Single release – 15 June
Video release – 29 June
Why use violence to solve problems – especially when the message is delivered to you in the form of voluminous vocals in a track which is powerfully punchy in its own right? With searingly good synchronisation and layering that builds like a bruise, KAZE’s latest track ‘Weapon’ is a visceral experience with the power to move us. The video builds on this too, says Louder Than War’s Emily Oldfield…
Manchester-based KAZE is comprised primarily of Amy Webber and Graham McCusker writing the lyrics and music, impressing in the past with tracks such as ‘So Bad’ and ‘Pinned On You’. In this recording they are joined by Thomas Fripp on guitar, Jamie Brewster on bass and Alexander Tod taking the drums. KAZE have a particular history of hard-hitting music videos that tackle the track’s themes head-on… and ‘Weapon’ is certainly no exception, underlining the group as creators of in-your-face yet articulate alternative pop music.
The song itself opens with birdsong and a domestic buzz, before a rinse of robotised vocals add in a sense of uneasiness. Webber’s vocals are expressive and every syllable perfectly-cut in their exploration of emotion, laying down the situation: ‘Something’s boiling up’. A succinct well-synchronised drumbeat gives the track gravitas at its beginning – and what really has to be said for KAZE, is that they are a band who highlight their skill through lusciously layered instrumentation.
An example of that layering is on the line ‘waiting for too long’, as keys come in, creating an upbeat through their gentle patterning. This is a song which makes a point without being pushy, instead generating multiple opportunities for empathy with the audience. Lines like ‘someone puts you down for being in a rut’ tell of everyday disappointment many of us can relate to, whist the video actualises this.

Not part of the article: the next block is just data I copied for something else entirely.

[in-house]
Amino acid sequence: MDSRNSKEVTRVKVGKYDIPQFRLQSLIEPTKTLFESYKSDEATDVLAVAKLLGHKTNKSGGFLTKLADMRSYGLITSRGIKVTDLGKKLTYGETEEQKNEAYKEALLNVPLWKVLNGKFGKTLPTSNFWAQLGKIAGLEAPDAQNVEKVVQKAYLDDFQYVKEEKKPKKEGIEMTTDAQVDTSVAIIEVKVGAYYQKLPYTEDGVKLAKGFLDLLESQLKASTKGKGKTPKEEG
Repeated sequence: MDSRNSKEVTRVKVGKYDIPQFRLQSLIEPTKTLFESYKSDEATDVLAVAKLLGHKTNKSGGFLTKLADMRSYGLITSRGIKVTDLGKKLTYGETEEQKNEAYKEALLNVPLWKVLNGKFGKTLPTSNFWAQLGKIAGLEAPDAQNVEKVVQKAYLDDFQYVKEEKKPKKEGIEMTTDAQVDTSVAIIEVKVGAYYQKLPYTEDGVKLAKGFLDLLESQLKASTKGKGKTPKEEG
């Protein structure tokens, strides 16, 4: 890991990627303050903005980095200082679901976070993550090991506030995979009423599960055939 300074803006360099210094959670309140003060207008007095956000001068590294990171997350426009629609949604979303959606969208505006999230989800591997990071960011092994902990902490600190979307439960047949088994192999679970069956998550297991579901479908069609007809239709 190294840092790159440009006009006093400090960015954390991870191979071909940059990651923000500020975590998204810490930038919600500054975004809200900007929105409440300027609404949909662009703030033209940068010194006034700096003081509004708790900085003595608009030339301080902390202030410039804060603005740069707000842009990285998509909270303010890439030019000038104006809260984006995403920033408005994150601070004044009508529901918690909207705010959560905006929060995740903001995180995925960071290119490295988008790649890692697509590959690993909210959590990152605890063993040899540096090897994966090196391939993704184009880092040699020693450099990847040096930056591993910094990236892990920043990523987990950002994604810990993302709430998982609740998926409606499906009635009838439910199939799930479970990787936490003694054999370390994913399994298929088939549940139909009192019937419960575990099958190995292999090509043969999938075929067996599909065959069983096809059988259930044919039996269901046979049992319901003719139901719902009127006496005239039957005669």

Well-shot and spinning a resonantly related narrative, the video is filmed within the constraints of a mundane domestic space, highlighting how easy it can be for impulsive emotions like anger to become trapped and accumulate. After all, the visuals emphasize the number of aggravating factors we may come across in current society– the likes of limited arts funding, NHS cuts, suffering. On a bigger scale too, the state of governments making decisions to weaponise and fight without mass public consent.
And there may be no immediate antidote – but taking out our anger doesn’t necessary solve anything. Especially violence. That’s a distinct message as the track develops all the time, building up even more strength as a hi-hat comes in, backing vocals bringing forth control in the form of ‘take a deep breath’. It all adds perfect layers of preparation for the chorus – ‘get back on your bike/loosen up that fist’, thickened with anthemic pulses of electric guitar and additional instrumentation. It certainly leads the listener to think on their actions – after all, ‘put your weapon down/ I think you get the gist’. Pacifistic without being preachy, marks a very skilled balance.
A gutsy, catchy piece of music with a conscience, making the audience complicit. The use of second person lyrics, addressing ‘you’ is particularly powerful, and I perhaps would like even more wild washes of guitar to add to this as the track accumulates.
However, there is plenty of depth, with Webber’s vocals particularly adding a dynamic which ranges between high and celebratory to deep and dwelling. Ending on a kind-of medley of ‘put your weapon down/I think you get the gist’, accompanied by video imagery brandishing saws and hatchets, showing them cast aside – this is a track telling that power lies within us, rather than through violence. And it’s very good indeed.